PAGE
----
“You’re gonna be so surprised when I just show up, demanding riding lessons, Q.”


“I look forward to it.” Quinn drove off.


Sierra dropped her backpack on the ground and moved in to hug him. “Hey Dad.”


He wrapped his arms around her and kissed the top of her head, enjoying this sweet spontaneous hug. She held onto him for the longest time. Finally, his curiosity got the better of him. “You okay?”


“I just had a bad day. Nothing specific happened, I’m just feeling kind of sad. I miss my mom.”


“I know you do, sweetheart.”


“I feel like I haven’t seen you in forever. I’m low on Dad hugs and need some Dad time.”


Gavin held her a little tighter. “So we should do something after your physical therapy appointment.”


“Just you and me?”


“Sure. It’s been a while, hasn’t it?”


She nodded against his chest and sighed.


Moments like these were worth suffering through every slamming door and petty fight. “I’ll run in, grab my wallet and leave a note for Rielle.”


“I hope it won’t hurt her feelings that we’re doing something without her.”


That Sierra even mentioned it was a sign she’d accepted Rielle as a permanent part of their life—he refused to look at it any other way.


May…


“You know, I think it’s sucky that Boone isn’t taking you to prom this weekend.”


Me too. “Prom is so not his type of thing.”


“How would he know if he’s never been to one?”


“You do have a point.” She couldn’t tell Marin that Boone couldn’t afford to take anyone to prom. What girl would ride on the back of his bike in a fancy dress?


You would. In a freakin’ heartbeat.


Marin sighed heavily. “I just don’t get you, McKay.”


“What did I do now?”


“You turned down Paxton Green’s invite to prom, which is just stupid because hello, he’s hot, sweet and…did I mention hot?”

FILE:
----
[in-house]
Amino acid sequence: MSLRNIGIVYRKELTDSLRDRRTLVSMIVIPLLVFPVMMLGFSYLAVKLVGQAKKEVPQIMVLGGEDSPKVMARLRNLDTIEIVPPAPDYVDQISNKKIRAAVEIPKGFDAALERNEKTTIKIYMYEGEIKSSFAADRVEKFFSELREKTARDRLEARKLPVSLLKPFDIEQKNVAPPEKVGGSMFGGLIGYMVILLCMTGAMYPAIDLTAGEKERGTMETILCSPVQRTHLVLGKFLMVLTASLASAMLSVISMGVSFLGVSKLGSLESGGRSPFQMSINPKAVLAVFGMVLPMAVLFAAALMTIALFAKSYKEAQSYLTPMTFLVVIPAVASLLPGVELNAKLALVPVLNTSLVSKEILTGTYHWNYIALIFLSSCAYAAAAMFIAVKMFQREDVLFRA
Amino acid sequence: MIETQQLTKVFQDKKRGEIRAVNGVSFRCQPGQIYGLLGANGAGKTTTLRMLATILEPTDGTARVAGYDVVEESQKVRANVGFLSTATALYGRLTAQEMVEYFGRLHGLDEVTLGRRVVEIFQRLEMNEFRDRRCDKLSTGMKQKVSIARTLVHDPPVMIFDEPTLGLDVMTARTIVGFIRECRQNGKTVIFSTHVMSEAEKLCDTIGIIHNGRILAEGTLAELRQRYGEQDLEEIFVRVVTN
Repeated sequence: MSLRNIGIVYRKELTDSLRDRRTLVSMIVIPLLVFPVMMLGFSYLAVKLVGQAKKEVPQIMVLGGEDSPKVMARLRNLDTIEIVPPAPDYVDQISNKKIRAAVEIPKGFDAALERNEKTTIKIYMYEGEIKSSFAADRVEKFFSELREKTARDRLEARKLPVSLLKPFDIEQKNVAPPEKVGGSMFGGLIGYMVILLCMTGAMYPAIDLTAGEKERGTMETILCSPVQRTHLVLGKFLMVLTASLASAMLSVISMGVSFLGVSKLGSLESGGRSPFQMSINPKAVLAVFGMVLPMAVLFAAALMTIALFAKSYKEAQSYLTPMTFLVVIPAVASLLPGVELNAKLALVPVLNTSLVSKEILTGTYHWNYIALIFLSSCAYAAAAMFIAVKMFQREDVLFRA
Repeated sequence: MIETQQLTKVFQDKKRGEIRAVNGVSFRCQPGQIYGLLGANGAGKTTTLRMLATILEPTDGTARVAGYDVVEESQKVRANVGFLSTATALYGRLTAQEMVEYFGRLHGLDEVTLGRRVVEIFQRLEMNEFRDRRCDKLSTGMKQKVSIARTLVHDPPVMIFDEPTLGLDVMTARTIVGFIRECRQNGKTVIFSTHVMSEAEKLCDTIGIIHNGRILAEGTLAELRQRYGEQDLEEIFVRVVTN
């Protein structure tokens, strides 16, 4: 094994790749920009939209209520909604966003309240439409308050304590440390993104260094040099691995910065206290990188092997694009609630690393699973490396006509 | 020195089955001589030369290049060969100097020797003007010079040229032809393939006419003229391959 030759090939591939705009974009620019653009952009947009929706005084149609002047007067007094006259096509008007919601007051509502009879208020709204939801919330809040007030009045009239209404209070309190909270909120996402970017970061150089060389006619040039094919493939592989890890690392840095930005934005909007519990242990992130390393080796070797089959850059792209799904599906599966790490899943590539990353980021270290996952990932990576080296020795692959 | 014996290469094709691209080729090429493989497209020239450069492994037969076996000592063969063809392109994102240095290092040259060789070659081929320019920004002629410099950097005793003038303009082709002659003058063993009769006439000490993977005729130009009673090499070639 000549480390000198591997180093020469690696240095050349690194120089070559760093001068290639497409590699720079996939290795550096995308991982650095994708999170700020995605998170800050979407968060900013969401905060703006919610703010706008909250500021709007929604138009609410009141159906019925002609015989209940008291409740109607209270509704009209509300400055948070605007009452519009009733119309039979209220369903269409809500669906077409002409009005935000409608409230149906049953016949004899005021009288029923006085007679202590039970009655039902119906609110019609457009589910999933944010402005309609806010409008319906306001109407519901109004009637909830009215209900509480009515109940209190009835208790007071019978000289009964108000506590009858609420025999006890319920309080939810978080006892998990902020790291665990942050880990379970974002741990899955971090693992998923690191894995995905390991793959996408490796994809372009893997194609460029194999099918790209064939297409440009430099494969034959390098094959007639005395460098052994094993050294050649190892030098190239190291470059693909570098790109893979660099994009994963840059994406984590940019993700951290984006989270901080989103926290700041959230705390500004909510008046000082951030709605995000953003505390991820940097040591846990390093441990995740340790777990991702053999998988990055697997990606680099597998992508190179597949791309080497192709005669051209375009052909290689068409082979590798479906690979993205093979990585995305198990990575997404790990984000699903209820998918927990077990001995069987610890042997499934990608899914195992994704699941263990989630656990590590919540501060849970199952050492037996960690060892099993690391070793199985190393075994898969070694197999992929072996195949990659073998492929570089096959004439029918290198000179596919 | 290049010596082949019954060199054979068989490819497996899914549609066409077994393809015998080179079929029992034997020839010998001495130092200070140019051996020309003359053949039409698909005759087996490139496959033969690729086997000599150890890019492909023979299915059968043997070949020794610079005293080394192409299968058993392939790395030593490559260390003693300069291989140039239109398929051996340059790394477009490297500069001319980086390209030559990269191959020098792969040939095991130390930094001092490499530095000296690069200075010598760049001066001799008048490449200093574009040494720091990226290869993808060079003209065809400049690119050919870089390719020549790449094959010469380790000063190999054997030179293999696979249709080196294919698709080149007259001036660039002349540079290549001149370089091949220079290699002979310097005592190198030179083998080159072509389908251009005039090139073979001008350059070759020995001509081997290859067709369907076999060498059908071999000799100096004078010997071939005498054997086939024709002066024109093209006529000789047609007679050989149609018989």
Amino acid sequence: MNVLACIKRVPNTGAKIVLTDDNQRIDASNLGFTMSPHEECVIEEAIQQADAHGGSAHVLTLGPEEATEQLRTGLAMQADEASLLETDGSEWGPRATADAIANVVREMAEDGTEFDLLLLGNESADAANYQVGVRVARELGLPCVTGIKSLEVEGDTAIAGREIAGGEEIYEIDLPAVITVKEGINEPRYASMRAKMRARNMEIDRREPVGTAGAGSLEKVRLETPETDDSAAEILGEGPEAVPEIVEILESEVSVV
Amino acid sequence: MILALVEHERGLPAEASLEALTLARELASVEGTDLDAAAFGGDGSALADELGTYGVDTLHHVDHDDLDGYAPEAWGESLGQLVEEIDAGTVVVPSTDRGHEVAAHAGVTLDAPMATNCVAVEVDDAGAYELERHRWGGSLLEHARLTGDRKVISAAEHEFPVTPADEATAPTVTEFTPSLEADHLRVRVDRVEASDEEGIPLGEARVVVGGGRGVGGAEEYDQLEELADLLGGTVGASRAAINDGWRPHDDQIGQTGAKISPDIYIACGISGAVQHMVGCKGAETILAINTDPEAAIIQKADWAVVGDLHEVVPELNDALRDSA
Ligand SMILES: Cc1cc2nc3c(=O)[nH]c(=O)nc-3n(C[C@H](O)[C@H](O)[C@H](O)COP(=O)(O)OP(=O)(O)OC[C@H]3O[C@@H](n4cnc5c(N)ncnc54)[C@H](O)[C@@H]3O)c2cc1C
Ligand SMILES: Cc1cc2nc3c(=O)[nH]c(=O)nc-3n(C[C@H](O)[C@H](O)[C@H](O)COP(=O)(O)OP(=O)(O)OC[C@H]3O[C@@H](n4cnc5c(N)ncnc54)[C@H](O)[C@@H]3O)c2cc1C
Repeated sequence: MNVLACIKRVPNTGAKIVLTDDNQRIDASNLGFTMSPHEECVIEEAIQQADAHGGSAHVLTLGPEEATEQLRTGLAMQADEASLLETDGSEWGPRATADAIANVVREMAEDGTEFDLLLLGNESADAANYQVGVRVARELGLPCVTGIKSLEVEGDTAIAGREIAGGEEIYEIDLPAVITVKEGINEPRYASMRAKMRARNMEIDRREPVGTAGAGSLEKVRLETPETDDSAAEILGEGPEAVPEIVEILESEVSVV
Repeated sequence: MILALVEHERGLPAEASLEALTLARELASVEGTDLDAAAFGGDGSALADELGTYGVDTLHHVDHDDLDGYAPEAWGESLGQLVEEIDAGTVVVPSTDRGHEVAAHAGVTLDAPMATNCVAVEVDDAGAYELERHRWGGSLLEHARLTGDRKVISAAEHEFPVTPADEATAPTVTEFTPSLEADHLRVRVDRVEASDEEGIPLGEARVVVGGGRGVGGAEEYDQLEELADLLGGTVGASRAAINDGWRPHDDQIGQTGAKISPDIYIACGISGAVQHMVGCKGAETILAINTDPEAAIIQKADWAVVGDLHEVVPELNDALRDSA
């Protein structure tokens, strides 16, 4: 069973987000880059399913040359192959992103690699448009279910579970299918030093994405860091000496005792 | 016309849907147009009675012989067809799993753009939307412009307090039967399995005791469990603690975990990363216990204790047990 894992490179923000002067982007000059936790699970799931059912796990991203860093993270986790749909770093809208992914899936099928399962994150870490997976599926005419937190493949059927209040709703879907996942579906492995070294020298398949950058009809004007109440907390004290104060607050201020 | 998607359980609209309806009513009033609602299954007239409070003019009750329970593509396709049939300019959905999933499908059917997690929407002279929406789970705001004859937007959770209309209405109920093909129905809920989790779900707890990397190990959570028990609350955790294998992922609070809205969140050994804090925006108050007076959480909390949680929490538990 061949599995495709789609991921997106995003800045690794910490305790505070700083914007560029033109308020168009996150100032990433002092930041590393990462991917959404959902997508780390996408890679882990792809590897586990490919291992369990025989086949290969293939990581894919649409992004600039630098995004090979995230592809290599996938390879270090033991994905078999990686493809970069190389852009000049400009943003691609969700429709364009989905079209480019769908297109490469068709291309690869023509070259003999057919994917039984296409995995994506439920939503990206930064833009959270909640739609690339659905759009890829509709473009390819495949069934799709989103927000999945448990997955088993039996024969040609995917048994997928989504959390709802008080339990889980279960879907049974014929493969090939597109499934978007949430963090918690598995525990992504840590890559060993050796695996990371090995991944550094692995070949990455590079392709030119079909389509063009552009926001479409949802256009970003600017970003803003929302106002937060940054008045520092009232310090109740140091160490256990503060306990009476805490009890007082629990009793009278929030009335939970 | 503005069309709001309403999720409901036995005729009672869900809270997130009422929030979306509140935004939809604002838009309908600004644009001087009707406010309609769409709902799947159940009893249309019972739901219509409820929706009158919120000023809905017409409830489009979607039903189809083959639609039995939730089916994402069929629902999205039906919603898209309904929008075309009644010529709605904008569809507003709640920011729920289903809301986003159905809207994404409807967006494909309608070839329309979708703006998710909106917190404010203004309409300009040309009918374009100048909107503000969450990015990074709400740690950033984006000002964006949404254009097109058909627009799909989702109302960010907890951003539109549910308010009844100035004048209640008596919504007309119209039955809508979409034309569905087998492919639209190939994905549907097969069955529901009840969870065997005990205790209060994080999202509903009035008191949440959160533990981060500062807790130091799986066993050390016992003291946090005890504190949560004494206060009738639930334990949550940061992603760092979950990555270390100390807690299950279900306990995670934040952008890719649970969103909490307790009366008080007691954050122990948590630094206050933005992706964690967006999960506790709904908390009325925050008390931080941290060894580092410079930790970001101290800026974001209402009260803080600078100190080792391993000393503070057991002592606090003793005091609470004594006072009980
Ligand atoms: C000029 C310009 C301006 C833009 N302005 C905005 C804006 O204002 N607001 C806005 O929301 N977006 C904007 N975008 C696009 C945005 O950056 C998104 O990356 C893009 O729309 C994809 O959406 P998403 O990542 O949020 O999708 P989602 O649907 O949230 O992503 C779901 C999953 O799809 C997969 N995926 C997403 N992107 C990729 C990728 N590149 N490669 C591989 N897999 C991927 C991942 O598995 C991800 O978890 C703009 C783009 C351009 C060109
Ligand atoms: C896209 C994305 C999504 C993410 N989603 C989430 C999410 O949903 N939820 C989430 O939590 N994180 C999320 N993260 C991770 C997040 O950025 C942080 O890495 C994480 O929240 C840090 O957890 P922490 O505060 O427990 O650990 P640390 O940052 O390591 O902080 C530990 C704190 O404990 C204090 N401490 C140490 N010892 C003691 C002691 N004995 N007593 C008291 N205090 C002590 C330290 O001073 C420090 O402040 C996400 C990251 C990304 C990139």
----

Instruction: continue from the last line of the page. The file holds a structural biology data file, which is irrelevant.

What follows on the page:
“Several times.”


“So you should’ve said yes. We should be in Rapid right now trying on slutty prom dresses.”


Sierra laughed. “You really think my dad would let me wear a slutty prom dress out of the house?”


“Hell no.” Marin grinned. “I didn’t say we were gonna buy them, just try them on.”


“I suppose I’d be wearing fuck me heels too, with this imaginary slutty prom gown?”


“Naturally. And carrying a sparkly rhinestone purse big enough to fit a flask, condoms and a small handgun.”


“You are so crazy-wrong.”


“What is crazy-wrong is that you’re not goin’ to prom with pretty Paxton the bulldoggin’ stud, because you’re mooning over boring Boone.”


“Mooning. As if. We’re friends. That’s it. Besides, prom wouldn’t be any fun if you weren’t there, Marin, so that’s really why I’m not going.”


“Bull. But next year we’re double dating no matter what.” A few minutes passed and Marin complained, “Why are we sitting out here? I can feel my white skin frying like bacon and more freckles popping up on my face.”


Sierra knocked her foot into Marin’s. “It’s a gorgeous day. Warm air, blue skies. No snow. One thing I miss about Arizona is soaking up the sun. So suck it up, cupcake, and sit here with me until Rielle picks me up. I do all sorts of stuff with you that I don’t want to.”


“Like what?” Marin challenged.


“Like listening to country music.”


She snorted. “I’ll admit that there are worse things we could be doin’ than watching the guys on the track team running around in shorts and tank tops.”


“Have you ever thought about going out for track?”


“Not until right this minute…omigod.” Marin peered over the tops of her sunglasses. “Who is that guy in the black shorts and white wife beater running sprints by the fence?”


Sierra didn’t even hesitate to say, “Boone,” with a sigh.


“Really? I didn’t recognize him without his thug hat and coat on. Is that why you made me come here? So we could drool over him from afar?”


Yes. “No. I’m waiting for a ride, remember?”


“Sierra—”


“Fine. I want to talk to him, okay? I’ve texted him a couple times and I haven’t heard back. And I don’t wanna come across as”—desperate—“a pest, so I hoped I’d see him.”


“What do you want to talk to him about?”


“Whether he’s coming to the branding. I’m supposed to share my McKay family history report—the stuff that didn’t make it in the actual school report—and since he helped me so much, I hope he wants to be there.”